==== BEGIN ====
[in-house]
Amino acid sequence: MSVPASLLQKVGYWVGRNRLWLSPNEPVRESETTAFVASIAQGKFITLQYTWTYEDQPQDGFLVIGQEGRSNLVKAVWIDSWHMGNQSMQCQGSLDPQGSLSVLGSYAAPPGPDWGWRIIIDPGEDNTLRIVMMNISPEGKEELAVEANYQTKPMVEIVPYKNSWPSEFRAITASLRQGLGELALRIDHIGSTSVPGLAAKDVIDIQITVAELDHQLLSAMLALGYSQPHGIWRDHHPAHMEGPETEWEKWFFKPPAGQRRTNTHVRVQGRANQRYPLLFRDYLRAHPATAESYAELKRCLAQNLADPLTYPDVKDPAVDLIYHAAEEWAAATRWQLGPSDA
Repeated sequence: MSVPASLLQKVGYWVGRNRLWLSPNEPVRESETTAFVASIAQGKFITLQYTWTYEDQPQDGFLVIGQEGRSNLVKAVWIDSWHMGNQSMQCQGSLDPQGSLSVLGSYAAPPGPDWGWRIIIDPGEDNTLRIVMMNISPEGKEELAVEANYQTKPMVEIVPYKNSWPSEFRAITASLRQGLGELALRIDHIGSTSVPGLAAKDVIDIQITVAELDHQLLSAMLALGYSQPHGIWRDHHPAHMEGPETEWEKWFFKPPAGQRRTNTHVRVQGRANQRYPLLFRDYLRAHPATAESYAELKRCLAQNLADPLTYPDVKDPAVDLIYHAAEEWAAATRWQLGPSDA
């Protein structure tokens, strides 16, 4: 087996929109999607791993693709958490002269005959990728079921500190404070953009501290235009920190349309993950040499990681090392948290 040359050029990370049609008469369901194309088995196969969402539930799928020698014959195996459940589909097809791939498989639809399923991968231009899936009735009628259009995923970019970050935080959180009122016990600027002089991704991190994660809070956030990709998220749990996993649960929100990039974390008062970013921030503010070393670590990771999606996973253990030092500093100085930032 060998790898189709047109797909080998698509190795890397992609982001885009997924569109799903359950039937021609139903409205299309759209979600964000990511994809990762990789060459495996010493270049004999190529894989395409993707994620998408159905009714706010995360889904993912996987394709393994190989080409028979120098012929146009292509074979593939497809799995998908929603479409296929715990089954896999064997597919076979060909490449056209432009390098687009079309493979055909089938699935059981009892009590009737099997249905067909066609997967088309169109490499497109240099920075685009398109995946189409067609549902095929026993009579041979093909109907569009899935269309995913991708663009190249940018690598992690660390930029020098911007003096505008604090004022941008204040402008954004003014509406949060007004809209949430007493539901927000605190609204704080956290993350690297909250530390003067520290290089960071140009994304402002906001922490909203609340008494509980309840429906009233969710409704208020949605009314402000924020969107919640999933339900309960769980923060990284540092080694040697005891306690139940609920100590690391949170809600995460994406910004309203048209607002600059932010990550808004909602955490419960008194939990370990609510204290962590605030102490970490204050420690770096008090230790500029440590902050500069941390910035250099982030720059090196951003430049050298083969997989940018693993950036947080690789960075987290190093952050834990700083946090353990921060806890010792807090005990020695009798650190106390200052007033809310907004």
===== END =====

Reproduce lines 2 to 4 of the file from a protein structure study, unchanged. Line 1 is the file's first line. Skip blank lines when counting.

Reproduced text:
Amino acid sequence: MSVPASLLQKVGYWVGRNRLWLSPNEPVRESETTAFVASIAQGKFITLQYTWTYEDQPQDGFLVIGQEGRSNLVKAVWIDSWHMGNQSMQCQGSLDPQGSLSVLGSYAAPPGPDWGWRIIIDPGEDNTLRIVMMNISPEGKEELAVEANYQTKPMVEIVPYKNSWPSEFRAITASLRQGLGELALRIDHIGSTSVPGLAAKDVIDIQITVAELDHQLLSAMLALGYSQPHGIWRDHHPAHMEGPETEWEKWFFKPPAGQRRTNTHVRVQGRANQRYPLLFRDYLRAHPATAESYAELKRCLAQNLADPLTYPDVKDPAVDLIYHAAEEWAAATRWQLGPSDA
Repeated sequence: MSVPASLLQKVGYWVGRNRLWLSPNEPVRESETTAFVASIAQGKFITLQYTWTYEDQPQDGFLVIGQEGRSNLVKAVWIDSWHMGNQSMQCQGSLDPQGSLSVLGSYAAPPGPDWGWRIIIDPGEDNTLRIVMMNISPEGKEELAVEANYQTKPMVEIVPYKNSWPSEFRAITASLRQGLGELALRIDHIGSTSVPGLAAKDVIDIQITVAELDHQLLSAMLALGYSQPHGIWRDHHPAHMEGPETEWEKWFFKPPAGQRRTNTHVRVQGRANQRYPLLFRDYLRAHPATAESYAELKRCLAQNLADPLTYPDVKDPAVDLIYHAAEEWAAATRWQLGPSDA
């Protein structure tokens, strides 16, 4: 087996929109999607791993693709958490002269005959990728079921500190404070953009501290235009920190349309993950040499990681090392948290 040359050029990370049609008469369901194309088995196969969402539930799928020698014959195996459940589909097809791939498989639809399923991968231009899936009735009628259009995923970019970050935080959180009122016990600027002089991704991190994660809070956030990709998220749990996993649960929100990039974390008062970013921030503010070393670590990771999606996973253990030092500093100085930032 060998790898189709047109797909080998698509190795890397992609982001885009997924569109799903359950039937021609139903409205299309759209979600964000990511994809990762990789060459495996010493270049004999190529894989395409993707994620998408159905009714706010995360889904993912996987394709393994190989080409028979120098012929146009292509074979593939497809799995998908929603479409296929715990089954896999064997597919076979060909490449056209432009390098687009079309493979055909089938699935059981009892009590009737099997249905067909066609997967088309169109490499497109240099920075685009398109995946189409067609549902095929026993009579041979093909109907569009899935269309995913991708663009190249940018690598992690660390930029020098911007003096505008604090004022941008204040402008954004003014509406949060007004809209949430007493539901927000605190609204704080956290993350690297909250530390003067520290290089960071140009994304402002906001922490909203609340008494509980309840429906009233969710409704208020949605009314402000924020969107919640999933339900309960769980923060990284540092080694040697005891306690139940609920100590690391949170809600995460994406910004309203048209607002600059932010990550808004909602955490419960008194939990370990609510204290962590605030102490970490204050420690770096008090230790500029440590902050500069941390910035250099982030720059090196951003430049050298083969997989940018693993950036947080690789960075987290190093952050834990700083946090353990921060806890010792807090005990020695009798650190106390200052007033809310907004």